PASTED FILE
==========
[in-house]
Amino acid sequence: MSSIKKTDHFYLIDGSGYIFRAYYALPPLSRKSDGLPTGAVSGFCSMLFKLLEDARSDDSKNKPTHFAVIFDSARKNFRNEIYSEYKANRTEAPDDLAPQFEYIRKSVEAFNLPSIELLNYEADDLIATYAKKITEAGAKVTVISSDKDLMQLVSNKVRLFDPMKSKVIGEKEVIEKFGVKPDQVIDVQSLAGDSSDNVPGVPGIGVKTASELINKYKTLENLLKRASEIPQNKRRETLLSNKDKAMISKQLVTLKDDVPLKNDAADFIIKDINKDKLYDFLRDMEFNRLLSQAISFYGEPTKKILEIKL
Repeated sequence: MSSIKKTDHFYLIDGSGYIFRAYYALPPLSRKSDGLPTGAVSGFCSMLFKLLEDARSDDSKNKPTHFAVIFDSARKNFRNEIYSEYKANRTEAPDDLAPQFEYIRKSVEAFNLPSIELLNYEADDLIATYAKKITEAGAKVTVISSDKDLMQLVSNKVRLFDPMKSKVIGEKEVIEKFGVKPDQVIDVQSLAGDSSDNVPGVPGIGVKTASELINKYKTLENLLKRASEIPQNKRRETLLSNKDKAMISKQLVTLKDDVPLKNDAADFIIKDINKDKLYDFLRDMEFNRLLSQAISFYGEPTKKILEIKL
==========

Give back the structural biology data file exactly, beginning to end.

[in-house]
Amino acid sequence: MSSIKKTDHFYLIDGSGYIFRAYYALPPLSRKSDGLPTGAVSGFCSMLFKLLEDARSDDSKNKPTHFAVIFDSARKNFRNEIYSEYKANRTEAPDDLAPQFEYIRKSVEAFNLPSIELLNYEADDLIATYAKKITEAGAKVTVISSDKDLMQLVSNKVRLFDPMKSKVIGEKEVIEKFGVKPDQVIDVQSLAGDSSDNVPGVPGIGVKTASELINKYKTLENLLKRASEIPQNKRRETLLSNKDKAMISKQLVTLKDDVPLKNDAADFIIKDINKDKLYDFLRDMEFNRLLSQAISFYGEPTKKILEIKL
Repeated sequence: MSSIKKTDHFYLIDGSGYIFRAYYALPPLSRKSDGLPTGAVSGFCSMLFKLLEDARSDDSKNKPTHFAVIFDSARKNFRNEIYSEYKANRTEAPDDLAPQFEYIRKSVEAFNLPSIELLNYEADDLIATYAKKITEAGAKVTVISSDKDLMQLVSNKVRLFDPMKSKVIGEKEVIEKFGVKPDQVIDVQSLAGDSSDNVPGVPGIGVKTASELINKYKTLENLLKRASEIPQNKRRETLLSNKDKAMISKQLVTLKDDVPLKNDAADFIIKDINKDKLYDFLRDMEFNRLLSQAISFYGEPTKKILEIKL